So tell me...what does everyone think of this idea? I would gladly welcome and comments, support, and/or suggestions.
--Brandon A. Blosser 09:50, 7 April 2009 (UTC)
- Sounds great — but how about for ALL of the world's languages? Stevey7788 11:16, 16 September 2010 (UTC)
I'd like to start a "WikiVocab" project if possible. Wiktionary currently has lists for around 200 languages, many of them in language-family rather than individual lists — see http://en.wiktionary.org/wiki/Category:Swadesh_lists. I have personally created and finished around 20 different Swadesh lists, with more coming on their way.
My dream is for there to be a 'big database' on the Internet where anyone can access the basic vocabulary words (in standardized topical lists) of all the world's languages. Wikipedia has information on the grammar and demographics of languages, but does not often include vocabulary, which is the core and essence of language. The closest things we have to a massive comparative database on world languages are the Austronesian Basic Vocabulary Database, Intercontinental Dictionary Series, and of course, Wiktionary's Swadesh lists. As a side note, even though this is basically the Rosetta Project's goal, the website is still quite unwieldy for ordinary users, has a very low Alexa site ranking, and does not allow wiki-style contributions. The Rosetta Project has also pulled off Swadesh lists that used to be on there, and does not have any searchable vocabulary databases as of now. And why do this? To help in language preservation, comparative linguistic studies, language learning, and more.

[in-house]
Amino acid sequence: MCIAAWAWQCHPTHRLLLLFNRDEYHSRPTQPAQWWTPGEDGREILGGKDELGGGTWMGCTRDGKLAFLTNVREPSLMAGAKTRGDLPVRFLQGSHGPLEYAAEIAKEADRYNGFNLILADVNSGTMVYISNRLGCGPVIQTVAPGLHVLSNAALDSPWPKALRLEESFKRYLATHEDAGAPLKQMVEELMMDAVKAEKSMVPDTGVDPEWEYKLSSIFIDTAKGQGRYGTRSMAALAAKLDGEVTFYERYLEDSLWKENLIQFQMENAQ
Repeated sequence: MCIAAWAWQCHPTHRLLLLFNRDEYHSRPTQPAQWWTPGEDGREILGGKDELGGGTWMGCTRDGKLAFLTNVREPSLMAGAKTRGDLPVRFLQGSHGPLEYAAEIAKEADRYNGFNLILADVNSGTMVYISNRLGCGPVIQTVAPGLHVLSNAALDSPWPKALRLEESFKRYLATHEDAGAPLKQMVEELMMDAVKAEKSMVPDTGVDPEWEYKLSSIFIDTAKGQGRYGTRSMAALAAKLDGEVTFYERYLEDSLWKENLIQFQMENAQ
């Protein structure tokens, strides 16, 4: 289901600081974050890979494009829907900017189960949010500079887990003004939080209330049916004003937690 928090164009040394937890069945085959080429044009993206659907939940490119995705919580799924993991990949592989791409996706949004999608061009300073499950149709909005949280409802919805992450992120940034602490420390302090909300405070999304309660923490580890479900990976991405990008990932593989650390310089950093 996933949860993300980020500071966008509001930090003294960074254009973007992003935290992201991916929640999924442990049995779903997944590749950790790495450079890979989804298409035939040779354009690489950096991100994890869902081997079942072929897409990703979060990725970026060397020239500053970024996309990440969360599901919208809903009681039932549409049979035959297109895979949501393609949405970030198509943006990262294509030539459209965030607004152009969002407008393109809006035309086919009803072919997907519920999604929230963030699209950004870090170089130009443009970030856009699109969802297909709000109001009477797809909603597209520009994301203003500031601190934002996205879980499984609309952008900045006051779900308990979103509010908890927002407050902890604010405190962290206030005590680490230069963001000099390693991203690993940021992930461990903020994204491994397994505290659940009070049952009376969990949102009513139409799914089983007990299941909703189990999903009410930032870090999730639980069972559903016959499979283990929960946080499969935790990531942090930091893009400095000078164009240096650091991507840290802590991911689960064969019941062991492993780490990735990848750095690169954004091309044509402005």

Or perhaps we can even create a separate "WikiVocab" website, similar in style to WikiSpecies! If we do create a big, unified, and searchable database for all the world's languages — all in one place — I believe it will be one of the greatest human achievements in modern times.
Thanks for your considerations! Stevey7788 11:15, 16 September 2010 (UTC)